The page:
Tibetan girl Maria's plane obsession

Maria is checking a airplane. [Photo/Xinhua]

Maria is carrying wheel chocks to fasten the aircraft. [Photo/Xinhua]

"There are so many choices. Why must you choose to study a major about the aircraft repair?"

In 2007, a Tibetan girl studying her first year at the China Civil Aviation Flight Academy told her friends that she wanted to transfer her major from aviation service to aviation machinery and equipment maintenance. 

All her friends were perplexed. The girl is Maria.

Choosing the major means that she would be one of the aircraft maintenance personnel after graduation. This post is mainly taken up by men as it requires a lot of physical ability. And statistics show that there is only one female in every 50 aircraft mechanics in the world.

"There are so few female mechanics, so why can't I try?" The slender Maria has her mind set on this great ambition.

In fact, the 30-year-old Maria has never been an ordinary girl. She was born into a well-off family in Mangkang County, Qamdo, Tibet. During her childhood, she spent most of her time playing with boys.

"My mum often says that I'm nothing like a girl as I always play boys' games!" Maria smiles as she recalls.

After her college entrance examination, her mother hoped that she would go to a normal university or a medical college in Tibet, but the attraction of the civil aviation industry was too much for her: "To be in a profession where you can be with planes everyday is so great!"

As she wished, Maria entered the China Civil Aviation Flight Academy. After one-year study of aviation service, Maria resolutely decided to enter the science world of aircraft mechanics, though she studied arts at high school.

In the new class of more than 40 students, there were only four girls. Maria learned welding and fusing along with the boys, and often had cuts and grazes on her hands. However, she cared nothing about that. 
"Now that I have made the decision, I shall stick it out till the end, even though I was starting from scratch."

In 2010, Maria began to work at the Menling Airport in Nyingchi, becoming the first female front line mechanic in the Civil Aviation's southwest area.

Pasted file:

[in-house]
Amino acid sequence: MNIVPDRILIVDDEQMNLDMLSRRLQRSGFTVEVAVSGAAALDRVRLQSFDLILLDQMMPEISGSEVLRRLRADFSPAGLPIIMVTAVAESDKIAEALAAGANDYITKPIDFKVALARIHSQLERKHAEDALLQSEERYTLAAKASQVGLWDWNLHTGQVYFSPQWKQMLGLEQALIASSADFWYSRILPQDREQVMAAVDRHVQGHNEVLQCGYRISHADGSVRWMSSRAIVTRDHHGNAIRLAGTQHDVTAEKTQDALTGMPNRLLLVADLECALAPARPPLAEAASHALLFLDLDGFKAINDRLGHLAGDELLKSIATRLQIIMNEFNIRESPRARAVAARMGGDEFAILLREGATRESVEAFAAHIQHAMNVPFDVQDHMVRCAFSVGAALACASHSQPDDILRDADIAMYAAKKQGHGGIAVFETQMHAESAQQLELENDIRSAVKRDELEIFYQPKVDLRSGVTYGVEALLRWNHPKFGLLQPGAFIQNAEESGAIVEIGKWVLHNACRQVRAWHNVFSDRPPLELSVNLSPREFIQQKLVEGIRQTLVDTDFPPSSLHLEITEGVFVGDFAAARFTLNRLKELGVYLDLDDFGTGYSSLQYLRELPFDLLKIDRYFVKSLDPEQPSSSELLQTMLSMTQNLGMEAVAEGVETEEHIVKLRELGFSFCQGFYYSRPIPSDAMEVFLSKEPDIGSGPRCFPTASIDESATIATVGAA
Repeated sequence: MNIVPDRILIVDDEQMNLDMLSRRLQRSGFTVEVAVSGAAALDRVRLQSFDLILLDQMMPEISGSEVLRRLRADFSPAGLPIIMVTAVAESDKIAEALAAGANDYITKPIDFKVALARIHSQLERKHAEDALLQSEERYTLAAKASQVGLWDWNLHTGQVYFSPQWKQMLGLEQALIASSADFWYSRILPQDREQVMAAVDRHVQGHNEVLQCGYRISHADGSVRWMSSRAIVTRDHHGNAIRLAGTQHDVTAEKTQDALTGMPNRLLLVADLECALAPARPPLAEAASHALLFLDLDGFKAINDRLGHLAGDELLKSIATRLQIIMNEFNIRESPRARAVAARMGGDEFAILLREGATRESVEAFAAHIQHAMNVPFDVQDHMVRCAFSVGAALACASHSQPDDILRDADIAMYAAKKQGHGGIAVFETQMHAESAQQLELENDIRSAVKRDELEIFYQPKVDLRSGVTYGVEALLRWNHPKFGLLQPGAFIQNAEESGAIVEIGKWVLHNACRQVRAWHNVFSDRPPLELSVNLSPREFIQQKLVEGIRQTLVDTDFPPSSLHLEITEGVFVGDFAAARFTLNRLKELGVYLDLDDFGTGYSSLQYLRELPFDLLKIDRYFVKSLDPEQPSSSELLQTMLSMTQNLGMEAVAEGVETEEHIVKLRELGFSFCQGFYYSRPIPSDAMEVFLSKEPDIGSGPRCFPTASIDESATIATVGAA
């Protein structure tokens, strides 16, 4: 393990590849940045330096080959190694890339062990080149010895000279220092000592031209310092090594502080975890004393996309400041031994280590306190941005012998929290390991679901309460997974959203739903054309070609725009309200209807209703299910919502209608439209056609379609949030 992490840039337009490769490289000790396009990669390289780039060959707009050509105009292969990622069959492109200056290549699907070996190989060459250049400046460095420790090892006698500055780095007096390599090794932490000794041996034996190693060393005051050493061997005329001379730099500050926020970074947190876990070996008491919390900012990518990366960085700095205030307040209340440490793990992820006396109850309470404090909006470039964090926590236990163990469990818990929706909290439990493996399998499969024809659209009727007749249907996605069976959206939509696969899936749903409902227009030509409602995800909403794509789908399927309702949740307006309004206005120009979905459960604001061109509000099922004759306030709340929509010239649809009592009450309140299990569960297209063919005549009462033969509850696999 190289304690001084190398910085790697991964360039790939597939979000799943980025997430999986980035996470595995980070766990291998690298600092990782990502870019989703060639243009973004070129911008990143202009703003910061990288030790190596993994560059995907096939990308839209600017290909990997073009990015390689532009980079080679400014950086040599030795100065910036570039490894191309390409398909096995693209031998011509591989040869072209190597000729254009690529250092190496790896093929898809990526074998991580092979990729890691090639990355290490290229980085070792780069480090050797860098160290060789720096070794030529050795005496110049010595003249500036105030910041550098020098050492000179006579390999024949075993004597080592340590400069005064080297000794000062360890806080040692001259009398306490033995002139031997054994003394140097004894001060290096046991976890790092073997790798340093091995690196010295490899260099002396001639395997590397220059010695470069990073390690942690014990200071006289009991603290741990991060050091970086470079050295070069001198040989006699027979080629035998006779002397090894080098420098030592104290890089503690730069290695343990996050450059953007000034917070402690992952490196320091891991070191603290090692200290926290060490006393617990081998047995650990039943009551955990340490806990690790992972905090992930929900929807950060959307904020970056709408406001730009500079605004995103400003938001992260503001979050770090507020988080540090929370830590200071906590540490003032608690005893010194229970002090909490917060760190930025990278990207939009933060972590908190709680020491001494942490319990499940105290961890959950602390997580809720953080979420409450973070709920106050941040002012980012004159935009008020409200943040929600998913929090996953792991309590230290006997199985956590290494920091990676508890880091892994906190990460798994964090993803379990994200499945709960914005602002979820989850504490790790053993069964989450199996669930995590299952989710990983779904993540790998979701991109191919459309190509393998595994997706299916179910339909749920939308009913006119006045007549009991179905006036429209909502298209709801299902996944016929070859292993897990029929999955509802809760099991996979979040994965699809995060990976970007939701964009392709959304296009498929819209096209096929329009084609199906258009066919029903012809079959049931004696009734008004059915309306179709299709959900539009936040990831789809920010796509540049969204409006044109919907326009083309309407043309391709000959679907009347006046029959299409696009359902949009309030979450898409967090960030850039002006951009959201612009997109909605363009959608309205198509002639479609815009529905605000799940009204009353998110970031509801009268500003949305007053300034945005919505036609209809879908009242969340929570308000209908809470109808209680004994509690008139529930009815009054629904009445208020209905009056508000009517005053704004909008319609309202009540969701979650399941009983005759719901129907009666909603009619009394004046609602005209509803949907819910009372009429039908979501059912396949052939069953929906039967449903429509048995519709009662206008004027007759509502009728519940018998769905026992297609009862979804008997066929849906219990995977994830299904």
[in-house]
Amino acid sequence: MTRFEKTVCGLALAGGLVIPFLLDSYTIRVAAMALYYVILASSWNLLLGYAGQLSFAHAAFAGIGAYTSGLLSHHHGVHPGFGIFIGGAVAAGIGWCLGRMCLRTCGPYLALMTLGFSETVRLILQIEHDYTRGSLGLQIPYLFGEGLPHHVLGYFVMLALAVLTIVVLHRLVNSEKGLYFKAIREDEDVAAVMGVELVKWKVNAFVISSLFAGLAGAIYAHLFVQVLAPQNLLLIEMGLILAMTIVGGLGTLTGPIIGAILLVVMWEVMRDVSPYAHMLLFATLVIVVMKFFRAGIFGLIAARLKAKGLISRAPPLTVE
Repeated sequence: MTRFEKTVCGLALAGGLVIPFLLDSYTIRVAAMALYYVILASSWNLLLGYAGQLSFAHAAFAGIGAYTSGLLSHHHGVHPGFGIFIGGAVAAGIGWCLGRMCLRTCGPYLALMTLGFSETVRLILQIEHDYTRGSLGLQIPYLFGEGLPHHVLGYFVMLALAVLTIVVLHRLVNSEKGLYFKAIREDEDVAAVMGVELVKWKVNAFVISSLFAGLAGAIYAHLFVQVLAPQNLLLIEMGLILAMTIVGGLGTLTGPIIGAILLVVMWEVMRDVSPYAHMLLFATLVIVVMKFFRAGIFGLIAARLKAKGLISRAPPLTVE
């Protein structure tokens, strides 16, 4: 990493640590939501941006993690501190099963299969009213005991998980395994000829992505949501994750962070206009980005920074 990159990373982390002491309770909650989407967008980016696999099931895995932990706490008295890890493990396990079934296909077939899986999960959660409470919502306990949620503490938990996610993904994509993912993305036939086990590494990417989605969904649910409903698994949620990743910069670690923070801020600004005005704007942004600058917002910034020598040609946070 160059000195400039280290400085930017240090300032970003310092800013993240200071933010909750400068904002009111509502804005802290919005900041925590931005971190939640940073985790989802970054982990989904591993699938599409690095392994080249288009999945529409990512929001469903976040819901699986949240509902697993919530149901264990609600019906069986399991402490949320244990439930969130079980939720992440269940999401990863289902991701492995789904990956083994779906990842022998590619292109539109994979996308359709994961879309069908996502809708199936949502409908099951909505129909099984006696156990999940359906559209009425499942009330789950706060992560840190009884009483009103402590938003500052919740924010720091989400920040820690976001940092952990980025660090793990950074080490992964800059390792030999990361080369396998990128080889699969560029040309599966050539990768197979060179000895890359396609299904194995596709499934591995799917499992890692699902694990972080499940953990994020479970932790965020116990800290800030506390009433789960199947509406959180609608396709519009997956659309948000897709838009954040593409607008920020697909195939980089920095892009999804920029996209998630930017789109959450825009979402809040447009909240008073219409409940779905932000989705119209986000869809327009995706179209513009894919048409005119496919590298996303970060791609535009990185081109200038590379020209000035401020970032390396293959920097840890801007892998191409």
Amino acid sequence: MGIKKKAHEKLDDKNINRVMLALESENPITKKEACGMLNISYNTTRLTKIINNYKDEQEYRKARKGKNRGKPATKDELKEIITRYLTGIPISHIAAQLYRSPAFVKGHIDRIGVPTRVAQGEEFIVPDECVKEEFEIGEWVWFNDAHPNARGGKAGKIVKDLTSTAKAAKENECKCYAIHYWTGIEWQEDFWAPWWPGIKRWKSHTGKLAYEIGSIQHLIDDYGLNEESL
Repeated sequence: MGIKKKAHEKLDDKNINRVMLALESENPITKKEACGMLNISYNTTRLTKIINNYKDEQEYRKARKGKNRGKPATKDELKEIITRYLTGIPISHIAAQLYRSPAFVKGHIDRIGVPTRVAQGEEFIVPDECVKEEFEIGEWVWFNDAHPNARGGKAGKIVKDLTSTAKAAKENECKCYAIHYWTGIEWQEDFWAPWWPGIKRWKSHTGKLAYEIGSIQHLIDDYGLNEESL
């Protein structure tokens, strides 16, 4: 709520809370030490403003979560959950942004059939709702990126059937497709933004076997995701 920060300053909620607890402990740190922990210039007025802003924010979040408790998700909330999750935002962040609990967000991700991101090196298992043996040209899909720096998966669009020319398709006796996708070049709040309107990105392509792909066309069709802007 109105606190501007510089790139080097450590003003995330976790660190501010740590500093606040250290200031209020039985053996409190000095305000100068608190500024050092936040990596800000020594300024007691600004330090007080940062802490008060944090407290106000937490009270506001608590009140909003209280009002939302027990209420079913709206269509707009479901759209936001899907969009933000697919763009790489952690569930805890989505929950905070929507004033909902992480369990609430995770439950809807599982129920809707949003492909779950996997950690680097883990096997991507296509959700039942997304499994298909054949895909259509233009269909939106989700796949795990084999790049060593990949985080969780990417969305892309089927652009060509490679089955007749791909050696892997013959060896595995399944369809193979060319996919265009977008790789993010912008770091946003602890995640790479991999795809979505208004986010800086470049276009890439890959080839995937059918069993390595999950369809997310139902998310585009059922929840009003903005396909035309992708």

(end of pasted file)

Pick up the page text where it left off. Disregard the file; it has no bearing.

"When I started the work, people kept telling me to change to other posts," Maria said. Every time her parents took a flight, they looked at the busy mechanics and sighed, "How come our daughter is doing a man's job?"

Slender Maria looks out of place amongst her colleagues. When fastening wheel chocks on the aircraft tires, her male colleagues could carry four at a time, but Maria could barely pick up two at the start.

What's more, Nyingchi is rainy during summer, but the mechanics aren't allowed to take an umbrella. On working through a morning of rain, even if she wore a raincoat, Maria was often soaked and could pour off a bucket of water from her rain boots.

Maria's cousin once took plane at Menling Airport. Through the terminal windows he saw his cousin on the tarmac drenched in the rain. Afterwards, he asked Maria with concern: "You work so hard, but for what?"

"Because of love," Maria answered with a smile. "Every time I fix a technical failure and every time the flight takes off safely, there's a real sense of accomplishment. Even if the work is toilsome, I'm happy."

It is all down to this love that Maria once again exceeded everyone's expectations. Just when everyone thought this delicate and pretty young girl just wanted to come to experience life at the airport, she managed to get the aircraft maintenance license, which has a high elimination rate. From ordinary ground service personnel, she became a real mechanic and can independently handle flight troubles.

"I can lift four wheel chocks,too," Maria said with smile.

What makes her even more proud is that her 4-year-old daughter has always seen her as an idol. When kindergarten teachers ask what her future dream is, she says, "I want to fly a plane and repair planes like my mum!"

"Whatever career she will choose when growing up, I won't object." When talking about her daughter, Maria adopts more serious tone, "I want my daughter and more girls to be aware that no matter what others say, you must have the courage to pursue the career you truly love."